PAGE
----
The Mississippi River is the sixth largest river in the world. Rapid depletion of nutrients occurs as salinity increases due to mixing along the plume.
Production is initially light limited near the coast and highest productivity occurs at salinities of ca. 25 ‰. Near-shore production is driven by high nitrate. Nutrient limitation only occurs at salinities >30‰. Paradoxically, the greatest particulate organic carbon (POC) export in the plume seems to occur in areas of low productivity.
Little is known about the plume's contribution to primary productivity in the Gulf of Mexico. Our estimates of the contribution to the basin-wide productivity are based upon in-situ carbon fixation rates and satellite-derived estimates of the plume's area. Our estimates indicate that the plume accounts for 41% of all surface productivity (top 10 m) in the oligotrophic GOM. Additionally, the plume accounts for 13% of total water column productivity in the olig. GOM, while only covering 2.8% of surface area.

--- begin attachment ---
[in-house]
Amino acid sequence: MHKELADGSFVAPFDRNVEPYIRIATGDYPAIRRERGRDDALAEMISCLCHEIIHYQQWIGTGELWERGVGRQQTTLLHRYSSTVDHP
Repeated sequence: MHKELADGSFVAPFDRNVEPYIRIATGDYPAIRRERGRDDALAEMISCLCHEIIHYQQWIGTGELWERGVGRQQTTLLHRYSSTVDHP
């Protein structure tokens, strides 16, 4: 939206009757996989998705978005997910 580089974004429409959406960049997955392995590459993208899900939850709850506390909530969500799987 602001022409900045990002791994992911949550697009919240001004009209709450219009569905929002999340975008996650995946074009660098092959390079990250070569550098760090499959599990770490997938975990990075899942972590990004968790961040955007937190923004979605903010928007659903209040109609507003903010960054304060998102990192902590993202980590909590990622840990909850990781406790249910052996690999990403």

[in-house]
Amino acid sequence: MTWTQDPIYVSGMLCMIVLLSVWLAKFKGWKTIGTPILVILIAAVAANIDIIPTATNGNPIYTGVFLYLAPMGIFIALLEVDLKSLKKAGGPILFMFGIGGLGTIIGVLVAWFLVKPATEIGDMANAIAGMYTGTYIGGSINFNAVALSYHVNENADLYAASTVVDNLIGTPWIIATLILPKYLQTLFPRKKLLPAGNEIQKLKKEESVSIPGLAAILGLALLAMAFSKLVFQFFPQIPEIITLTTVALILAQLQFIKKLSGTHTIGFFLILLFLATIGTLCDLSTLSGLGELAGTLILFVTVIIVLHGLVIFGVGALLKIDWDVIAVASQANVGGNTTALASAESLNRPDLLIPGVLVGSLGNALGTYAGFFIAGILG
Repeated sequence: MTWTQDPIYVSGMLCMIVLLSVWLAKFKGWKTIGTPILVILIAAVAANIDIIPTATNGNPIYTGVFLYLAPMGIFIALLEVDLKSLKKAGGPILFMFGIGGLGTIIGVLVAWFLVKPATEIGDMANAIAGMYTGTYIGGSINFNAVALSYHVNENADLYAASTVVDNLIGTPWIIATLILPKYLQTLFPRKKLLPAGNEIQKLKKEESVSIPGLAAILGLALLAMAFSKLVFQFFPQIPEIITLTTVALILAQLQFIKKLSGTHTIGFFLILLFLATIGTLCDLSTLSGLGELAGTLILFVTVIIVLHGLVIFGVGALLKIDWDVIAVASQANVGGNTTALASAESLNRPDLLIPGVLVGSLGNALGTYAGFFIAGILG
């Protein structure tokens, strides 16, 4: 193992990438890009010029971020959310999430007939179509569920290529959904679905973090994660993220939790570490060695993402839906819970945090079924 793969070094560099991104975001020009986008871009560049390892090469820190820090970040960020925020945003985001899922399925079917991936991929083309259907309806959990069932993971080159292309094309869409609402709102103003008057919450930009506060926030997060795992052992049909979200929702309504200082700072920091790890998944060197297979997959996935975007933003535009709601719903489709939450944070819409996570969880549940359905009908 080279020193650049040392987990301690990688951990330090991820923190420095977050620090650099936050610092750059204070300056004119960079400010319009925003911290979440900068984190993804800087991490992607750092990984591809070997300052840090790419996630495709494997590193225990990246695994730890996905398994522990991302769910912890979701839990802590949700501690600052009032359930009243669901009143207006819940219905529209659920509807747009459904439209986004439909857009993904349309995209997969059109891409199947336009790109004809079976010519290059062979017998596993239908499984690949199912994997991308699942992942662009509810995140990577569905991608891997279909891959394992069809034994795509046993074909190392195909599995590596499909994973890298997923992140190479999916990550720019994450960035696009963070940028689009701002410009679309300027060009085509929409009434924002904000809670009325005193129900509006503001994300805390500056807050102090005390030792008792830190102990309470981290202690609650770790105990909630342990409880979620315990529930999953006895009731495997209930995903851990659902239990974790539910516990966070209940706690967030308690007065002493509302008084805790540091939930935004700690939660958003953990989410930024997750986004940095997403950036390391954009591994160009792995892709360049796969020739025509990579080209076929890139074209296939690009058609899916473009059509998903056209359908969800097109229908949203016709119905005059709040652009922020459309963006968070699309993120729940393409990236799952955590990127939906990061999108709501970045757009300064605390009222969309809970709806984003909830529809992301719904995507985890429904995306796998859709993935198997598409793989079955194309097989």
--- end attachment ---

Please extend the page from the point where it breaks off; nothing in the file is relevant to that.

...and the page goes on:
Wawrik, B. and J.H. Paul. 2004. Phytoplankton community structure and productivity along the axis of the Mississippi River Plume. Aquat. Microb. Ecol. 35:185-196.
Wawrik, B., John H. Paul, Deborah A. Bronk, David John, Mike Gray. 2004. High rates of ammonium recycling drive phytoplankton productivity in the offshore Mississippi River plume found in the oligotrophic Gulf of Mexico. Aquatic Microbial Ecology 35:175-184.
Wawrik, B., J.H. Paul, L. Campbell, D. Griffin, L. Houchin, A. Fuentes-Ortega, and F. Muller-Karger. 2003. Vertical Structure of the Phytoplankton Community associated with a Coastal Plume in the Gulf of Mexico. Mar. Ecol. Progr. Ser. 251:87-101.